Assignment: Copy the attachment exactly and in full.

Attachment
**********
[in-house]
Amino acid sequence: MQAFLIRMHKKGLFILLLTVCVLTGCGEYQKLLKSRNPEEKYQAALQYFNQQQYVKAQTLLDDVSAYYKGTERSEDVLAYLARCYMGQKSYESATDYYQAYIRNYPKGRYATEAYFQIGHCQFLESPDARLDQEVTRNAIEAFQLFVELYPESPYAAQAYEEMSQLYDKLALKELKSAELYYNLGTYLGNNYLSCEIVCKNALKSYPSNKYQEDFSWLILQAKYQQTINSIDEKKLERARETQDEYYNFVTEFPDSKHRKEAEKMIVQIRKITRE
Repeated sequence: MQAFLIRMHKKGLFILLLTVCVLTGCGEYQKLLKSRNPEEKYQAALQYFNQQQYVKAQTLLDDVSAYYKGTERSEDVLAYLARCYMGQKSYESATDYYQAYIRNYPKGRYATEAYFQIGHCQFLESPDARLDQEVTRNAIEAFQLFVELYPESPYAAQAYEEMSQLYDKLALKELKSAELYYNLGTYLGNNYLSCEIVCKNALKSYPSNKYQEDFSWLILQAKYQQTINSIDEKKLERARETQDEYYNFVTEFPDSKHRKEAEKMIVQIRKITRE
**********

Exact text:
[in-house]
Amino acid sequence: MQAFLIRMHKKGLFILLLTVCVLTGCGEYQKLLKSRNPEEKYQAALQYFNQQQYVKAQTLLDDVSAYYKGTERSEDVLAYLARCYMGQKSYESATDYYQAYIRNYPKGRYATEAYFQIGHCQFLESPDARLDQEVTRNAIEAFQLFVELYPESPYAAQAYEEMSQLYDKLALKELKSAELYYNLGTYLGNNYLSCEIVCKNALKSYPSNKYQEDFSWLILQAKYQQTINSIDEKKLERARETQDEYYNFVTEFPDSKHRKEAEKMIVQIRKITRE
Repeated sequence: MQAFLIRMHKKGLFILLLTVCVLTGCGEYQKLLKSRNPEEKYQAALQYFNQQQYVKAQTLLDDVSAYYKGTERSEDVLAYLARCYMGQKSYESATDYYQAYIRNYPKGRYATEAYFQIGHCQFLESPDARLDQEVTRNAIEAFQLFVELYPESPYAAQAYEEMSQLYDKLALKELKSAELYYNLGTYLGNNYLSCEIVCKNALKSYPSNKYQEDFSWLILQAKYQQTINSIDEKKLERARETQDEYYNFVTEFPDSKHRKEAEKMIVQIRKITRE